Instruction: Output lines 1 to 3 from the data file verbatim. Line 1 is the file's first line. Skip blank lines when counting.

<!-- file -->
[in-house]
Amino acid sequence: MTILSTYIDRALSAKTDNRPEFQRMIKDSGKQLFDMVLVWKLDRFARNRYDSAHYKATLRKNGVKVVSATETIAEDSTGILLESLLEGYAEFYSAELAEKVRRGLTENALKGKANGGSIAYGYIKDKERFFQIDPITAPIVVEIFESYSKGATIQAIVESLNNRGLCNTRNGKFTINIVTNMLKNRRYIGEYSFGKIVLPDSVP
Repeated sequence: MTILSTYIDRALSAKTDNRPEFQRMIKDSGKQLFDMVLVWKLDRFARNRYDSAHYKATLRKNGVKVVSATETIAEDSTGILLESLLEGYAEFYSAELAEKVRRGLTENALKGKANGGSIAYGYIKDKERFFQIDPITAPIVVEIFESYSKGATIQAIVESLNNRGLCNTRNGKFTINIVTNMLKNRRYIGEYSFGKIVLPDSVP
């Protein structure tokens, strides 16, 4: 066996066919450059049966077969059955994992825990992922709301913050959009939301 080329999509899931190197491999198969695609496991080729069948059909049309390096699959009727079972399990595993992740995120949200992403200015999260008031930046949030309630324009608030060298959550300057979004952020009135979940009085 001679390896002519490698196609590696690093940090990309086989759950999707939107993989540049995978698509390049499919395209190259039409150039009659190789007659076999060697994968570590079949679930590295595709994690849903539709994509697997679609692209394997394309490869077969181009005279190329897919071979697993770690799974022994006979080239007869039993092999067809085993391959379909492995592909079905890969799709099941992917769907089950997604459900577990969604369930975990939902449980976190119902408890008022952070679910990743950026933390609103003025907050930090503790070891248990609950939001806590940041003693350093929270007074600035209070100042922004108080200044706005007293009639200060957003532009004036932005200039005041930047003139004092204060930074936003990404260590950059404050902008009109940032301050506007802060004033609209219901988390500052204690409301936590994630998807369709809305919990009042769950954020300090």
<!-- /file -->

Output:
[in-house]
Amino acid sequence: MTILSTYIDRALSAKTDNRPEFQRMIKDSGKQLFDMVLVWKLDRFARNRYDSAHYKATLRKNGVKVVSATETIAEDSTGILLESLLEGYAEFYSAELAEKVRRGLTENALKGKANGGSIAYGYIKDKERFFQIDPITAPIVVEIFESYSKGATIQAIVESLNNRGLCNTRNGKFTINIVTNMLKNRRYIGEYSFGKIVLPDSVP
Repeated sequence: MTILSTYIDRALSAKTDNRPEFQRMIKDSGKQLFDMVLVWKLDRFARNRYDSAHYKATLRKNGVKVVSATETIAEDSTGILLESLLEGYAEFYSAELAEKVRRGLTENALKGKANGGSIAYGYIKDKERFFQIDPITAPIVVEIFESYSKGATIQAIVESLNNRGLCNTRNGKFTINIVTNMLKNRRYIGEYSFGKIVLPDSVP